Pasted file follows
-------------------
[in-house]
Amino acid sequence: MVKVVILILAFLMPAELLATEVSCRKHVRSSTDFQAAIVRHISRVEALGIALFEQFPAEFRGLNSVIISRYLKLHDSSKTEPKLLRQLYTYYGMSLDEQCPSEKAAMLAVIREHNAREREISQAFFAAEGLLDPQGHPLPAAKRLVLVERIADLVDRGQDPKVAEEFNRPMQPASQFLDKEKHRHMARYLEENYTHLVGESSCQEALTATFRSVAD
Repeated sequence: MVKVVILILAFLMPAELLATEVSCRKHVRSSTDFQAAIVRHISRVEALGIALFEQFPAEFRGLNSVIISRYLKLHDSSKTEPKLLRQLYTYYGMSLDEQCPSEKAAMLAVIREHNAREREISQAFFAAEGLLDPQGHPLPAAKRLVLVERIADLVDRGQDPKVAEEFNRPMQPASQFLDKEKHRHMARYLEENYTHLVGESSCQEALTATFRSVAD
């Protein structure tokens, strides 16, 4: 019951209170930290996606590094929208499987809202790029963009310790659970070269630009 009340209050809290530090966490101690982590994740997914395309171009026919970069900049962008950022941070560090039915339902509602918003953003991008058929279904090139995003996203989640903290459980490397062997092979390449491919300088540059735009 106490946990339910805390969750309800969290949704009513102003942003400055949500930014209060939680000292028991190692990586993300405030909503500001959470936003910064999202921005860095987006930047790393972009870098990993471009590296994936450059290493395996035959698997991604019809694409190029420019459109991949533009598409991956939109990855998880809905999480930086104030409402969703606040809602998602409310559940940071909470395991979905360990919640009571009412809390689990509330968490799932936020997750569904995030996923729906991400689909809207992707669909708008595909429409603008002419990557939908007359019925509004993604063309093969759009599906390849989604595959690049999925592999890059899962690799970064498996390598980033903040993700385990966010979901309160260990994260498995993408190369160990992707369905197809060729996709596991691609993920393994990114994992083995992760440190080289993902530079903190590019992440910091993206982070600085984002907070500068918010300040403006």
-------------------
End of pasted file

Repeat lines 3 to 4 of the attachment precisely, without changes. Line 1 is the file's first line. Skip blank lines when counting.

Repeated sequence: MVKVVILILAFLMPAELLATEVSCRKHVRSSTDFQAAIVRHISRVEALGIALFEQFPAEFRGLNSVIISRYLKLHDSSKTEPKLLRQLYTYYGMSLDEQCPSEKAAMLAVIREHNAREREISQAFFAAEGLLDPQGHPLPAAKRLVLVERIADLVDRGQDPKVAEEFNRPMQPASQFLDKEKHRHMARYLEENYTHLVGESSCQEALTATFRSVAD
């Protein structure tokens, strides 16, 4: 019951209170930290996606590094929208499987809202790029963009310790659970070269630009 009340209050809290530090966490101690982590994740997914395309171009026919970069900049962008950022941070560090039915339902509602918003953003991008058929279904090139995003996203989640903290459980490397062997092979390449491919300088540059735009 106490946990339910805390969750309800969290949704009513102003942003400055949500930014209060939680000292028991190692990586993300405030909503500001959470936003910064999202921005860095987006930047790393972009870098990993471009590296994936450059290493395996035959698997991604019809694409190029420019459109991949533009598409991956939109990855998880809905999480930086104030409402969703606040809602998602409310559940940071909470395991979905360990919640009571009412809390689990509330968490799932936020997750569904995030996923729906991400689909809207992707669909708008595909429409603008002419990557939908007359019925509004993604063309093969759009599906390849989604595959690049999925592999890059899962690799970064498996390598980033903040993700385990966010979901309160260990994260498995993408190369160990992707369905197809060729996709596991691609993920393994990114994992083995992760440190080289993902530079903190590019992440910091993206982070600085984002907070500068918010300040403006």